The ‘Public Interest’ requires a PROSECUTION !
To PROSECUTE requires fulfilling two-stage test that must be satisfied:
- there must be sufficient evidence to prosecute the case; and
- it must be evident from the facts of the case, and all the surrounding circumstances, that the prosecution would be in the public interest.
“In making this decision, the prosecutor must evaluate how strong the case is likely to be when presented in court. This is an important distinction as the decision can only be made based on admissible evidence, not necessarily all the information gathered during the course of the investigation.
The evaluation must take into account such matters as the availability, competence and credibility of witnesses and their likely effect on the arbiter of fact, and the admissibility of any alleged confession or other evidence. The prosecutor should also have regard to any lines of defence open to the alleged offender and any other factors that could affect the likelihood or otherwise of a conviction.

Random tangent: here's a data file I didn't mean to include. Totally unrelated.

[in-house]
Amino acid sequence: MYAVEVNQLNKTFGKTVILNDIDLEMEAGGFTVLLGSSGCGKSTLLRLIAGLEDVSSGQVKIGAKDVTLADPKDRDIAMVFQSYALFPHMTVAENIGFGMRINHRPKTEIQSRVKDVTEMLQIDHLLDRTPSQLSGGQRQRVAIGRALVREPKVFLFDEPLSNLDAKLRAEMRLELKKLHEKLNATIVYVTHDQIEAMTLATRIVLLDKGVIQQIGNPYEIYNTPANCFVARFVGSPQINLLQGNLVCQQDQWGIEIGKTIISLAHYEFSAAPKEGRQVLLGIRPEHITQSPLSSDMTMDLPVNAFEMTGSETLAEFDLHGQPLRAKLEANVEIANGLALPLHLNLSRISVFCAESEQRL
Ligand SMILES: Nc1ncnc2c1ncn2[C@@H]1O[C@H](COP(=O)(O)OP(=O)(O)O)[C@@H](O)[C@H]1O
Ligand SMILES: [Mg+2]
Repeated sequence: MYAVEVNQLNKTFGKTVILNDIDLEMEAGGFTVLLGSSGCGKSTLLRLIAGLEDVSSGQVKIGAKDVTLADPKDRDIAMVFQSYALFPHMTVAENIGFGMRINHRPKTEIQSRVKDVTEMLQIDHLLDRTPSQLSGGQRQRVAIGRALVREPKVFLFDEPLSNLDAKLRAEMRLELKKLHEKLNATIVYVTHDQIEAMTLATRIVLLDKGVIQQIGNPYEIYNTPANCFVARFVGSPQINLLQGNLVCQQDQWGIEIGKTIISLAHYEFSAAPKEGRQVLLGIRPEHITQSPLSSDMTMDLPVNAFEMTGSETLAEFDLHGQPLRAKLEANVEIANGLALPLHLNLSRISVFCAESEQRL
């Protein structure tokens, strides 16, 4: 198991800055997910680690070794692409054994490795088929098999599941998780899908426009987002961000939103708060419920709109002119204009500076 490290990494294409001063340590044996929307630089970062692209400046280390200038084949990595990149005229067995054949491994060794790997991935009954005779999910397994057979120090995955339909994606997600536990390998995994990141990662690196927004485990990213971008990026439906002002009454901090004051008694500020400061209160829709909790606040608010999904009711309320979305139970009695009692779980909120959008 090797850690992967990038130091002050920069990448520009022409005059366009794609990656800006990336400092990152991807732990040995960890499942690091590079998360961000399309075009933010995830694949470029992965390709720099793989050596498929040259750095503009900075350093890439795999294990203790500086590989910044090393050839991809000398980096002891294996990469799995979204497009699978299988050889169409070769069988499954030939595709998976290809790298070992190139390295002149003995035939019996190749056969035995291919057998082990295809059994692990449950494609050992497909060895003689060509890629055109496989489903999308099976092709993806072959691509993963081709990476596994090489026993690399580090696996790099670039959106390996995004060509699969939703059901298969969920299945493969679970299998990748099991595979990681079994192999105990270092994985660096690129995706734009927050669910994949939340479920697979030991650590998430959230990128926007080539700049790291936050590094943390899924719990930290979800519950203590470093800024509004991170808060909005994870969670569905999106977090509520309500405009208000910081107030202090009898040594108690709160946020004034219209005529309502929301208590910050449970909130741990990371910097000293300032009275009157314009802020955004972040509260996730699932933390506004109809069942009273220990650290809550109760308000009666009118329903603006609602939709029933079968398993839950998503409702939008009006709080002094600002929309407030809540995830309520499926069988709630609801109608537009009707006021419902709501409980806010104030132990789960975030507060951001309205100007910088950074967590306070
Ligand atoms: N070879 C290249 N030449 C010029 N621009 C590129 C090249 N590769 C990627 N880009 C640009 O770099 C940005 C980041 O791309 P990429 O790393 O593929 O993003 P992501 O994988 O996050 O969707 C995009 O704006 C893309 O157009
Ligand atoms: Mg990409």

The possibility that any evidence might be excluded by a court should be taken into account and, if that evidence is crucial to the case, this may substantially affect the decision whether or not to institute or proceed with a prosecution. It is the prosecutor’s role to look beneath the surface of the evidence in a matter, particularly in borderline cases.
Having been satisfied that there is sufficient evidence to justify the initiation or continuation of a prosecution, the prosecutor must then consider whether the public interest requires a prosecution to be pursued. In determining whether this is the case, the prosecutor will consider all of the provable facts and all of the surrounding circumstances.
The decision to prosecute must be made impartially, and must not be influenced by any inappropriate reference to race, religion, sex, national origin or political association. The decision to prosecute must not be influenced by any political advantage or disadvantage to the Government.”
(Adapted from ‘Steps in the Commonwealth Prosecution Process’)